The intrinsic function of a motor system--from ion channels to networks and behavior.
ABSTRACT The forebrain, brainstem and spinal cord contribution to the control of locomotion is reviewed in this article. The lamprey is used as an experimental model since it allows a detailed cellular analysis of the neuronal network underlying locomotion. The focus is on cellular mechanisms that are important for the pattern generation, as well as different types of pre- and postsynaptic modulation. This experimental model is bridging the gap between the molecular and cellular level to the network and behavioral level.
Article: Genetic control of a central pattern generator: rhythmic oromotor movement in mice is controlled by a major locus near Atp1a2.[show abstract] [hide abstract]
ABSTRACT: Fluid licking in mice is a rhythmic behavior that is controlled by a central pattern generator (CPG) located in a complex of brainstem nuclei. C57BL/6J (B6) and DBA/2J (D2) strains differ significantly in water-restricted licking, with a highly heritable difference in rates (h(2)≥0.62) and a corresponding 20% difference in interlick interval (mean ± SEM = 116.3±1 vs 95.4±1.1 ms). We systematically quantified motor output in these strains, their F(1) hybrids, and a set of 64 BXD progeny strains. The mean primary interlick interval (MPI) varied continuously among progeny strains. We detected a significant quantitative trait locus (QTL) for a CPG controlling lick rate on Chr 1 (Lick1), and a suggestive locus on Chr 10 (Lick10). Linkage was verified by testing of B6.D2-1D congenic stock in which a segment of Chr 1 of the D2 strain was introgressed onto the B6 parent. The Lick1 interval on distal Chr 1 contains several strong candidate genes. One of these is a sodium/potassium pump subunit (Atp1a2) with widespread expression in astrocytes, as well as in a restricted population of neurons. Both this subunit and the entire Na(+)/K(+)-ATPase molecule have been implicated in rhythmogenesis for respiration and locomotion. Sequence variants in or near Apt1a2 strongly modulate expression of the cognate mRNA in multiple brain regions. This gene region has recently been sequenced exhaustively and we have cataloged over 300 non-coding and synonymous mutations segregating among BXD strains, one or more of which is likely to contribute to differences in central pattern generator tempo.PLoS ONE 01/2012; 7(5):e38169. · 4.09 Impact Factor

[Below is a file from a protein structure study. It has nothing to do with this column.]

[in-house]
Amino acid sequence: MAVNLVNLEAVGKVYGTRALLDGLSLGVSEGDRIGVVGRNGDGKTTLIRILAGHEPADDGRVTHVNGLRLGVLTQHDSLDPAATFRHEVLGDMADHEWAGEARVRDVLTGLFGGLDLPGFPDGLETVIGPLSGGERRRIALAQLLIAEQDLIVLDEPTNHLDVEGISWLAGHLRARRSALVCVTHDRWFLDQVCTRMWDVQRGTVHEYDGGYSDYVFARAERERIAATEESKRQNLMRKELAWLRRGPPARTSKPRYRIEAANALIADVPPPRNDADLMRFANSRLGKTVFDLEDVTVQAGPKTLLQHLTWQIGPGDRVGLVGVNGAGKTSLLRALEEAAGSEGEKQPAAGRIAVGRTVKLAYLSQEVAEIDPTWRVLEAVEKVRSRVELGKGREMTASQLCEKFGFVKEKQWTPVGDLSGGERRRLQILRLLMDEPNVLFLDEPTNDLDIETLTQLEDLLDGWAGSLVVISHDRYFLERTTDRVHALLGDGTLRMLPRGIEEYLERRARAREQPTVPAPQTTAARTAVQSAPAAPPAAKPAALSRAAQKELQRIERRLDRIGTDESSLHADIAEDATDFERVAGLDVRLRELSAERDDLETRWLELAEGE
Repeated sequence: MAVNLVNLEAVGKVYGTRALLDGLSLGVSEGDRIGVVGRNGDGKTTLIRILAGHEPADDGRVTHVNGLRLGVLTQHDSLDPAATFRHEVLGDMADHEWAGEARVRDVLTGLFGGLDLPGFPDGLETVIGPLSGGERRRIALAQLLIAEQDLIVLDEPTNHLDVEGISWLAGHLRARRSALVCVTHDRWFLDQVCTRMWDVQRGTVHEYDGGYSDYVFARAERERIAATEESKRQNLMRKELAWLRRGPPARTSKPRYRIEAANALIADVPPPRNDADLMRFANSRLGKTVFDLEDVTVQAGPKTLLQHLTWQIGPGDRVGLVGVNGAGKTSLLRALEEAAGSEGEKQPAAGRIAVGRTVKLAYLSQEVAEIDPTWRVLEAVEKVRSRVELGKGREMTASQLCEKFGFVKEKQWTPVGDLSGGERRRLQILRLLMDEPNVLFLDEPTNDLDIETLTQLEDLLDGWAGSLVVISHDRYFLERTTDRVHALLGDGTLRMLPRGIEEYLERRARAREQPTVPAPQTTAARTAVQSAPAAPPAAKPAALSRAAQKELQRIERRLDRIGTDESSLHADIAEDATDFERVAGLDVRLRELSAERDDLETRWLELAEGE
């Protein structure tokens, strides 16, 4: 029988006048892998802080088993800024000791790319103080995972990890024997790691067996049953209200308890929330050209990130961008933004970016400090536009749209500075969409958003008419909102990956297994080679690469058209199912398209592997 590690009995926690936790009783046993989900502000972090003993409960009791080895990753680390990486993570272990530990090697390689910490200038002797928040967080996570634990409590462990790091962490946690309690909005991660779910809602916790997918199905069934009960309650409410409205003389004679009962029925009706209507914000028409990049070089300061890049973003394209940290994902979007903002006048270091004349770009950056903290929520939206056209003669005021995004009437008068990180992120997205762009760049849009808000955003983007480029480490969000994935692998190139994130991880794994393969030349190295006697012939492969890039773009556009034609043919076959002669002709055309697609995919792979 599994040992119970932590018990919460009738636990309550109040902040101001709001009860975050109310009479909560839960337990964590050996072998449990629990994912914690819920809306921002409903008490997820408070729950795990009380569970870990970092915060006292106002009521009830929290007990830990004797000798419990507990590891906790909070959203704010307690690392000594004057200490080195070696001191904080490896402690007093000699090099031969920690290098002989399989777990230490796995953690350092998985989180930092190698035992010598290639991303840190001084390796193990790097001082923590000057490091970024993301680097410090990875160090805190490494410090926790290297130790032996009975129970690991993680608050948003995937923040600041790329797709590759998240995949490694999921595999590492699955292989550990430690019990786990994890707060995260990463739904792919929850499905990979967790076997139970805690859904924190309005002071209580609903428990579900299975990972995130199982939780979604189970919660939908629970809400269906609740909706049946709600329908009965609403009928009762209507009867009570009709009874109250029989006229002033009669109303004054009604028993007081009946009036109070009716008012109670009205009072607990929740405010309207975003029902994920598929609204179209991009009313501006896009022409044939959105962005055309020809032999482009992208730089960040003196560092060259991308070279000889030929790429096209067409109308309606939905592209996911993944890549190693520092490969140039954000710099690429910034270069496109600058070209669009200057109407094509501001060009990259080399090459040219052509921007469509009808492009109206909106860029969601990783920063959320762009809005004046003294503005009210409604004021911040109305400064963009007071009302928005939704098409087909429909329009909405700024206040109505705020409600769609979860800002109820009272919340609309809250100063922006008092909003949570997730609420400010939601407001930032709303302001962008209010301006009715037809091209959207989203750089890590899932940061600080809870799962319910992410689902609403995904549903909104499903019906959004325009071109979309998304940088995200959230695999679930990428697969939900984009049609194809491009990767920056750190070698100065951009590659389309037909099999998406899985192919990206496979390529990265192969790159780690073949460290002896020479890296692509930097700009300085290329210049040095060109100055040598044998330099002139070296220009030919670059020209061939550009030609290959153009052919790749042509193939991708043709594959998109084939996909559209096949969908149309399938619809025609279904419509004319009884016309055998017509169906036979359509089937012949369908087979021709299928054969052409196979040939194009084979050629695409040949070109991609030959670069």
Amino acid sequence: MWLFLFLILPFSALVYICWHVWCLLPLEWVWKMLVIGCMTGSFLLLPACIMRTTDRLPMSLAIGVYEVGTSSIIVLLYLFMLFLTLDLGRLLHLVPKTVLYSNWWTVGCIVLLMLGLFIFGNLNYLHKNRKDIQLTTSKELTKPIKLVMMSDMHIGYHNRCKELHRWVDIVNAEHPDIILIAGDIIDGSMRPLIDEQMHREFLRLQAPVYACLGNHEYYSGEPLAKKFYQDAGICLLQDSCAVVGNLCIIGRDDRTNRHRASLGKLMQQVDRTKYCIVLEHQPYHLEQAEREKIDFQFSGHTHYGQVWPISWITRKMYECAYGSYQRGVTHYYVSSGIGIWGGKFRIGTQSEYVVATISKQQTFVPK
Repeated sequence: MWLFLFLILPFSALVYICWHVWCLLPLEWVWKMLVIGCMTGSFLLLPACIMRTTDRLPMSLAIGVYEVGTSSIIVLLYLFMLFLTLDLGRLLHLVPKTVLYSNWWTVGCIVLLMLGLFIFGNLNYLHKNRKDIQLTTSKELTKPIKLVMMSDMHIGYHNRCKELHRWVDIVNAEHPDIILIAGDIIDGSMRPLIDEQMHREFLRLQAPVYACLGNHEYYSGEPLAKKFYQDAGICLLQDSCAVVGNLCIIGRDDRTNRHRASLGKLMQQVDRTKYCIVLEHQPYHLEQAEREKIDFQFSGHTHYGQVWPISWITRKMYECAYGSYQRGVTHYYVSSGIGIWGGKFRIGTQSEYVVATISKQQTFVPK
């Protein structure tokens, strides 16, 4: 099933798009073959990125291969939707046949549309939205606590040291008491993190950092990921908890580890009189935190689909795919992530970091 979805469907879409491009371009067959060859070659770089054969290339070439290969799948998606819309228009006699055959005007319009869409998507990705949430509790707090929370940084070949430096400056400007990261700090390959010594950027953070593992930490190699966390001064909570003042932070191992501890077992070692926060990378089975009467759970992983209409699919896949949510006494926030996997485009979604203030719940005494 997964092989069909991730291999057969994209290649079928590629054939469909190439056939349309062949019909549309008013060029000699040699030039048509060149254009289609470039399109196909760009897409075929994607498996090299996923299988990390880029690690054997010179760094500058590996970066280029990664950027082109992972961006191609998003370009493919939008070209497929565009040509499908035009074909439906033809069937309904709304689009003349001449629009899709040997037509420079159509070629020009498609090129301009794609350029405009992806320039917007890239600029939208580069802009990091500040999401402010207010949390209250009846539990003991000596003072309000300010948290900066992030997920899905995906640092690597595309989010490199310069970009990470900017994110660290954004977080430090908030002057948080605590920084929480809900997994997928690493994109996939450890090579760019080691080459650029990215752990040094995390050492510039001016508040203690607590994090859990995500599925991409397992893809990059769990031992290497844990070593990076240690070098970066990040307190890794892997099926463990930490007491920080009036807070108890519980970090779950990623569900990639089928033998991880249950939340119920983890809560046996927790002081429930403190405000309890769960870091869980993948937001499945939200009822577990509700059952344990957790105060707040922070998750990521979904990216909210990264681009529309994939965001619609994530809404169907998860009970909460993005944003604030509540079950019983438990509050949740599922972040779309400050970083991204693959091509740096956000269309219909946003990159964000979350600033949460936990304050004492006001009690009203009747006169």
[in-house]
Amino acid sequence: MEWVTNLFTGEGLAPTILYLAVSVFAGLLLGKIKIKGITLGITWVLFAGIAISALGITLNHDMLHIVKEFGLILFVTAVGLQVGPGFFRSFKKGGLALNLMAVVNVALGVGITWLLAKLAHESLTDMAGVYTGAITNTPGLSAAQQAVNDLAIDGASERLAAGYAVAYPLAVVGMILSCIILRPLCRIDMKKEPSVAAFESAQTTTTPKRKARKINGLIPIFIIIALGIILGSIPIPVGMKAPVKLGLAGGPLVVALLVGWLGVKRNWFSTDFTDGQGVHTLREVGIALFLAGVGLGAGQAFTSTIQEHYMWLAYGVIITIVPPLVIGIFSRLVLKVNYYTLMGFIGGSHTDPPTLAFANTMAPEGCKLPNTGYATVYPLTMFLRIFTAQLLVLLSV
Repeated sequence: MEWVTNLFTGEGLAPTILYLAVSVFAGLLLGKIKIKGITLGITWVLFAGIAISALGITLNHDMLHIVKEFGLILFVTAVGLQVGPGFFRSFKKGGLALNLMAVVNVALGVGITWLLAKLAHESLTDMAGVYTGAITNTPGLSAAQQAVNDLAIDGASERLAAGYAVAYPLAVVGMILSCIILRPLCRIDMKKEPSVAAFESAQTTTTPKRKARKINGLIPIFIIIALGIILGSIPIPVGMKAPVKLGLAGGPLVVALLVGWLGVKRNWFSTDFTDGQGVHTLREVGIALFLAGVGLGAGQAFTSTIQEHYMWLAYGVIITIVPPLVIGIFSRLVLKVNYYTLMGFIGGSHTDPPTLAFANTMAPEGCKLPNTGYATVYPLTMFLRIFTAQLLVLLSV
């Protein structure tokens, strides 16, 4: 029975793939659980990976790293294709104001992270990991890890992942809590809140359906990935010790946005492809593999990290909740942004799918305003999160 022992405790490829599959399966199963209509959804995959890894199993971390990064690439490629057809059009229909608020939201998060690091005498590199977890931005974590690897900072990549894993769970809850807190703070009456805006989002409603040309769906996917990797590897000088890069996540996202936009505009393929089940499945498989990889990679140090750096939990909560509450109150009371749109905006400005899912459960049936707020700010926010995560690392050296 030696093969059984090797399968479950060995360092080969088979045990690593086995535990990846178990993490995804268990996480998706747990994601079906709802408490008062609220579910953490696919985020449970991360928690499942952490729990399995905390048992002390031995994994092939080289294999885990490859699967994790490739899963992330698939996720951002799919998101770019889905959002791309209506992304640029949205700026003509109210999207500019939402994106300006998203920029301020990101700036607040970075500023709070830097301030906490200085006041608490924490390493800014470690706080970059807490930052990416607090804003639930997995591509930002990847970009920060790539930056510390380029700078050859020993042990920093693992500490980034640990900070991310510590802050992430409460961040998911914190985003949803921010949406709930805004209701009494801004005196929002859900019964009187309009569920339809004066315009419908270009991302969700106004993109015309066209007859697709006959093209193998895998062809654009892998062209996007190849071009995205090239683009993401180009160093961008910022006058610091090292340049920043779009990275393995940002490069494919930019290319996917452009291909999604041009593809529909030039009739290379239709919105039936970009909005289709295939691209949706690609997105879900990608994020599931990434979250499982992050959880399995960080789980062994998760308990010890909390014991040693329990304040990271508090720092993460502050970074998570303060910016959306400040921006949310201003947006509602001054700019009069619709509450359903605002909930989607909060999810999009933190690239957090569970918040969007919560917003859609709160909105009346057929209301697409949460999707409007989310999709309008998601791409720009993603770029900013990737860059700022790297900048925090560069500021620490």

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ABSTRACT: This paper examines how electrical stimulation of the spinal cord can modulate the output of the central pattern generator (CPG) for locomotion. Application of discrete current pulses to a single spinal segment was shown to affect multiple parameters of an ongoing locomotor pattern in an in vitro spinal cord. For any given stimulus, the effects on frequency, duration, and symmetry of locomotor output were strongly dependent on the phase at which stimulation was applied within the CPG cycle. Additionally, most stimuli had an immediate impact and evinced no effects on subsequent cycles. The most dramatic changes were seen when stimulation was applied during motor bursting: stimuli applied to the ipsilateral spinal hemicord increased the burst length, while stimuli applied to the contralateral spinal hemicord decreased the burst length. Smaller changes were observed when stimulating during delays between motor bursts. Thus, phasic stimulation was shown to influence the behavior of the CPG and spinal locomotion circuits on a cycle-by-cycle basis. This work represents the first step toward our ultimate goal of developing a neuroprosthetic device to restore locomotion after a severe spinal cord injuryIEEE Transactions on Neural Systems and Rehabilitation Engineering 10/2006; · 3.44 Impact Factor
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ABSTRACT: General mechanisms of motor network development have often been examined in the spinal cord because of its relative simplicity when compared to higher parts of the brain. Indeed, most of our current understanding of motor pattern generation comes from work in the lower vertebrate spinal cord. Nevertheless, very little is known about the initial stages of motor network formation and the interplay between genes and electrical activity. Recent research has led to the establishment of the zebrafish as a key model system to study the genetics of neural development. The spinal cord of zebrafish is amenable to optical and electrophysiological analysis of neuronal activity even at the earliest embryonic stages when the network is immature. The combination of physiology and genetics in the same animal model should lead to insights into the basic mechanisms of motor circuit formation. This paper reviews recent work on the development of zebrafish motor activity and discusses them in the context of the current knowledge of embryonic and larval zebrafish spinal cord morphology and physiology.Zebrafish 02/2006; 3(2):173-90. · 3.08 Impact Factor